Category: Leadership

Equipping the Front Lines

Serving in the military comes with the potential of being deployed to the front lines of battle where you can expect to come face-to-face with the enemy. For this reason, the military invests billions of dollars every year into training, equipment and technology designed to adequately equip and prepare personnel for the task of executing military action whenever it becomes necessary. Military leaders recognize the need to prepare for when military force is necessary, not if it will be necessary. Equipping and training happens before engagement with the enemy, not after the first strike.

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Stop Making Women Inferior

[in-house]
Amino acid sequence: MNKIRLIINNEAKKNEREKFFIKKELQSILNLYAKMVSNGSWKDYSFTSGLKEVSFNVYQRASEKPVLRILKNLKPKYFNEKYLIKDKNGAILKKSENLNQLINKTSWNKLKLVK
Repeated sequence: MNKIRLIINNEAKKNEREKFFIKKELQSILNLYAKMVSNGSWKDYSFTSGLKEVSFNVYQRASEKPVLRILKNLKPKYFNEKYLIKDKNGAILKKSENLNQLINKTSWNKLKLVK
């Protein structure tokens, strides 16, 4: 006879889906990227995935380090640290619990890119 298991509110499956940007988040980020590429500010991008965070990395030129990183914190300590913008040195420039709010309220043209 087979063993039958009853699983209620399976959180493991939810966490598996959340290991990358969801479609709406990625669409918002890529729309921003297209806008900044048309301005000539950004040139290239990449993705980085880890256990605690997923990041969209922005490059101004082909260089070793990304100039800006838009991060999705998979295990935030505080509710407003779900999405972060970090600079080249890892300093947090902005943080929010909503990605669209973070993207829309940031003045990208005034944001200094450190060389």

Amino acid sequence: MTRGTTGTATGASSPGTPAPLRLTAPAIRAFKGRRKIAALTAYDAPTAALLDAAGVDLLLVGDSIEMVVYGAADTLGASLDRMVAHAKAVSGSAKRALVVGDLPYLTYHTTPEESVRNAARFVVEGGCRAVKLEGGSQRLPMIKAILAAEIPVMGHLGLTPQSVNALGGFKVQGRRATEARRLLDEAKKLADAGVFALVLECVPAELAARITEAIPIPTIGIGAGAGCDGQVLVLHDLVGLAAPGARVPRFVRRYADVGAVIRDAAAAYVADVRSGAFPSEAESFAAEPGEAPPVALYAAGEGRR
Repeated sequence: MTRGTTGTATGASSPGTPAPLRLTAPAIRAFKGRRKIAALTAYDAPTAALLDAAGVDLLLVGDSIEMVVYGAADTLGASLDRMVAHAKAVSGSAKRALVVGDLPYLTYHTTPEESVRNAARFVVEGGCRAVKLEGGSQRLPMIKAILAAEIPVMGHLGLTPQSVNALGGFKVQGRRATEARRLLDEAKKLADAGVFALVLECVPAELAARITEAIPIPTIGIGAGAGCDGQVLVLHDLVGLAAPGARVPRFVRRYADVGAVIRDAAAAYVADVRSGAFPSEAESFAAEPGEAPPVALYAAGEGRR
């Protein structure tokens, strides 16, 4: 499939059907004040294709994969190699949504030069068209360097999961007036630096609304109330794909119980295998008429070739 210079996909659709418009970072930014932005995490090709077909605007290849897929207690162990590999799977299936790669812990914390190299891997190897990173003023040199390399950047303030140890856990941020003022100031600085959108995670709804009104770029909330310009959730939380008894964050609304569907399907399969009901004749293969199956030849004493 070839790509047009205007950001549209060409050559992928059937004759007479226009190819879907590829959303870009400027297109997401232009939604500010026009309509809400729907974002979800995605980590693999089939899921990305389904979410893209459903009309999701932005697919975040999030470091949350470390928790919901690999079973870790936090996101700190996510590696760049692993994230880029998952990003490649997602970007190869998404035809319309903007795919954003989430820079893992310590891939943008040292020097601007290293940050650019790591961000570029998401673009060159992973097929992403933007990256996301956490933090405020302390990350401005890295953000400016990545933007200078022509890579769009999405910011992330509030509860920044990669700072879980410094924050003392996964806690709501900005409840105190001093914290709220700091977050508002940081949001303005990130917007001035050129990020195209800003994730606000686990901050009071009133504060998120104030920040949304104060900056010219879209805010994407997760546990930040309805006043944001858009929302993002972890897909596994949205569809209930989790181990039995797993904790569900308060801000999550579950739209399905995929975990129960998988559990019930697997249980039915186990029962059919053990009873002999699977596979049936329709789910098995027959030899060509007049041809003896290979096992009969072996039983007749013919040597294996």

There is an increasing trend within the evangelical community to equate the instructions set forth by Paul in 1 Timothy 2:11-12 to male chauvinism and sexism; as if to hold this position results in women being classified as inferior. It is sometimes claimed that Paul was merely attempting to remain within a culturally established boundary in order to “become all things to all people” (1 Cor 9:22). Based on what we know about the Apostle Paul, it seems unlikely he would back down on this issue in the face of societal pressures, but not in other areas.

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Preacher, Don’t Leave Jesus in the Tomb on Good Friday